By Kevin Werner, News Staff
The good news is there will be no changes to the city’s waste collection system next year to disrupt how homeowners put out their curbside waste.
The bad news is there could be some confusion over how residents use the new trash tags beginning in April.
Politicians agreed to continue the trash tag system that was introduced April 1, 2013. Each resident received 12 tags through the mail. Homeowners can ask through the city’s website, or at a nearby municipal service centre the 14 other tags for a total of 26 to be used throughout the year.
But there were a number of homeowners who either didn’t receive the tags, or unknowingly threw out the pink-coloured tags contained in the city’s garbage and recycling guide, believing it was junk mail.
Angela Storey, manager of business and support services in the public works department, said the city used Canada Post to deliver the tags, reaching about 95 per cent of residents. She acknowledged there were some areas of the city that were missed, but very few. The cost to the city was about $16,800.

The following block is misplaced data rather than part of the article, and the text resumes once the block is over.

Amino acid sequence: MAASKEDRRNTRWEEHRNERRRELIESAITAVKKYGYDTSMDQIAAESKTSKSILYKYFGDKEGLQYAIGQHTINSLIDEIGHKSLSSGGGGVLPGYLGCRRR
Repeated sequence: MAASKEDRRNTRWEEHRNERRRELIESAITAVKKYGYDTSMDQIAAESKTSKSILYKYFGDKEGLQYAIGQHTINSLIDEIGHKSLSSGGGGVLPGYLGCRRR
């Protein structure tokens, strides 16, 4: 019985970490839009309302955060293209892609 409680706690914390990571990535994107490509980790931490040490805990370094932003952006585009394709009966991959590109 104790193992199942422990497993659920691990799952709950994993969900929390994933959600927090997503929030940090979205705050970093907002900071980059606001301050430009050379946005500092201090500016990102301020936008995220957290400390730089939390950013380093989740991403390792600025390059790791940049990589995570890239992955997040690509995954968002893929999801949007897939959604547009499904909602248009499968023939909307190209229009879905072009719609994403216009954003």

Storey said last year’s envelop design possibly confused homeowners who didn’t believe it held anything important.
She said this year the tags will be inside an official package with city of Hamilton identification so residents won’t throw it out.
She said about 6,600 residents requested the 14 other tags for use during the year.
Ancaster councillor Lloyd Ferguson urged his colleagues to allow homeowners to use any extra 2013 trash tags after March 31, 2014 when the new green tags are introduced.
He said residents could become “confused” when switching from the pink trash tags to the green tags that are required in April, 2014.
But members of the Dec. 2 public works committee didn’t agree, and rejectedFerguson’s suggestion.
Still, councillors applauded waste staff for keeping any changes to the service at a minimum because of the upheaval homeowners have had to endure over the last five years.
“Garbage is a very sensitive issue,” saidFerguson. “Thank God you are not changing anything else.”
He said last year some residents in Ancaster didn’t get the trash tags, or they were thrown out believing the information to be junk mail.
“They are changing the packaging,” he said. “It will look like a letter from the city with the garbage tags enclosed.”
Meanwhile, city waste staff says the trash tags are having an impact on the illegal dumping problem. As of September 2013, there were 673 illegal dumping complaints, compared with 732 during the same period in 2012.